After Montgomery left the opera company it folded. (In 1991 he was made director of opera studies at the Royal Conservatory in The Hague, where a chair in opera studies was set up in his name.) “[The Belfast Opera Company] existed for another two or three years but the people that took over the management were not so canny at making the arts council help us,” he said sadly. “It’s a great pity because I felt very much at that time that a city of roughly half a million people should have an opera company of its own.”
It’s also a great shame, according to Montgomery, that young Irish musicians still have to go abroad to complete their education, as he had to go to London as a young man. “The one thing that we really miss in Ireland is an advanced training course for musicians. You get to a certain level then you have to go somewhere else to reach the final performance level. I would be very keen to see something develop so that people from Ireland don’t have to go abroad,” he said.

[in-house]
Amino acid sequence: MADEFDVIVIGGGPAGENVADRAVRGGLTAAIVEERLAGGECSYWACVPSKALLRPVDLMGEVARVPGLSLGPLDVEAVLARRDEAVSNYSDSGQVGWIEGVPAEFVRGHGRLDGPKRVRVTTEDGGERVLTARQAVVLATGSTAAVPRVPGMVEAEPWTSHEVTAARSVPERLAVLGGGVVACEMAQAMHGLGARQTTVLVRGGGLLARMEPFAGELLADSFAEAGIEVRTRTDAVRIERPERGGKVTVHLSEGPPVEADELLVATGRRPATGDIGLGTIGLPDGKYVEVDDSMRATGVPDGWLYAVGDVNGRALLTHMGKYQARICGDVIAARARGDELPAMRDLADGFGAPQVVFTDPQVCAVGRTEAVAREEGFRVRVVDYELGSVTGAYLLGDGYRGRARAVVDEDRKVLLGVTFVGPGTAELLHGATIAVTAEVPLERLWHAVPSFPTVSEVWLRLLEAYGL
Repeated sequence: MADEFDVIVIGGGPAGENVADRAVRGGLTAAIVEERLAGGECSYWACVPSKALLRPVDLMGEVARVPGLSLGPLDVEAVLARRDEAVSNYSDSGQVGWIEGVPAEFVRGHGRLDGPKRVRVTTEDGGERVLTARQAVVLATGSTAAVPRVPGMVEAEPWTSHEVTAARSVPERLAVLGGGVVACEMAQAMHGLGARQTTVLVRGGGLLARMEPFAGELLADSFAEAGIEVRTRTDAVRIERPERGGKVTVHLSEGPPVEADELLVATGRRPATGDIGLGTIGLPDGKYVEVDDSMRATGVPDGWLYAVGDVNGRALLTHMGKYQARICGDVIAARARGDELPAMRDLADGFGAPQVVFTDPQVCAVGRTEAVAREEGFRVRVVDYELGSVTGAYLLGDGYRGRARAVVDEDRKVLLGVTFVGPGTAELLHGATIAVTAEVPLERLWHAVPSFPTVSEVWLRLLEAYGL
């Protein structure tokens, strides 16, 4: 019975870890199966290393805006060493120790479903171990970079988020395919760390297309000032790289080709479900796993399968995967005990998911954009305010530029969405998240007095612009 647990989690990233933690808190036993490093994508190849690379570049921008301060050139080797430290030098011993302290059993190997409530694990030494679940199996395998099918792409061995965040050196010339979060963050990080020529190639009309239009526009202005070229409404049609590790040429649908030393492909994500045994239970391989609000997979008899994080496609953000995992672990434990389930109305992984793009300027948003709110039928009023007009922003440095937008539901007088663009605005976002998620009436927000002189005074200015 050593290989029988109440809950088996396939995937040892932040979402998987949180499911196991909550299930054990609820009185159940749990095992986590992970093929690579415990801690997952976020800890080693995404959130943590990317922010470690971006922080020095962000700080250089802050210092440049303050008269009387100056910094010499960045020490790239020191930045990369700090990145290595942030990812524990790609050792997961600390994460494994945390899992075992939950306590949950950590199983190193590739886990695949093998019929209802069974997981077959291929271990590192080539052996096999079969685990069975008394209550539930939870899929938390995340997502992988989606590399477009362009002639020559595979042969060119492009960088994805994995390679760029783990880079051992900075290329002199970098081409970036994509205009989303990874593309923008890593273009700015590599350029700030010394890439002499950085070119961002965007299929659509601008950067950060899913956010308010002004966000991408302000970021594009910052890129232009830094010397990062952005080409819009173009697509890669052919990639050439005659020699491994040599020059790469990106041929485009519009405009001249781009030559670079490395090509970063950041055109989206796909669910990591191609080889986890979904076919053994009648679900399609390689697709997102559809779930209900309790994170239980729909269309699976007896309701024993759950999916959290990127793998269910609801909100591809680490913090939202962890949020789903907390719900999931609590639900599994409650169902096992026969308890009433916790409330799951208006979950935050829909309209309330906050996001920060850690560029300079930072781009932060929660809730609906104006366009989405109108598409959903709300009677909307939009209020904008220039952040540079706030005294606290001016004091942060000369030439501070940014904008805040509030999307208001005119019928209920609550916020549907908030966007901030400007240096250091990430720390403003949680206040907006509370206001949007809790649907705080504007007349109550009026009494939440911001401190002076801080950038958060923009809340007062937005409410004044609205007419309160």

His favorite opera is “nearly always the one I’m doing at the time but if I’m really pressed I suppose The Marriage of Figaro. I think it’s got the greatest humanity of any piece I know. The forgiveness at the end, all that comedy you go through . . . Life is a comedy and people have to be big-hearted. I did it here [Santa Fe] last year and it was a wonderful group of artists doing it.”
The Marriage of Figaro aside, Montgomery has an appreciation for the not so commonly performed – perhaps harkening back to the catch-all of music left to him as a child that he would draw on to surprise his music teachers. “I was curious about all kinds of music, sometimes bringing pieces to my music teacher in Belfast and he was horrified, saying, ‘What is this?’”
He still likes to surprise. We meet for lunch between rehearsals for Christoph Willibald Gluck’s Alceste with American soprano Christine Brewer in the title role. The opera, which has no sub-plot, and is based on the play Alcestis by Euripides, is a challenge for any conductor. But then Montgomery is the sort who revels in a challenge. In fact, the reason he was invited to Santa Fe was because of his penchant for the unusual.
“It happened because I’d been working in Toronto with the Canadian opera and met a stage director there called Bliss Hebert who had been working regularly here [in Santa Fe] and I think it was he who suggested my name for Mignon, an opera by [Ambroise] Tomas. Now I’ve done quite a lot of rare operas. I like to do rare operas and I liked very much doing it in Sante Fe. They seemed to like me also, so two years later I was back for The Secret Marriage [by Cimarosa].”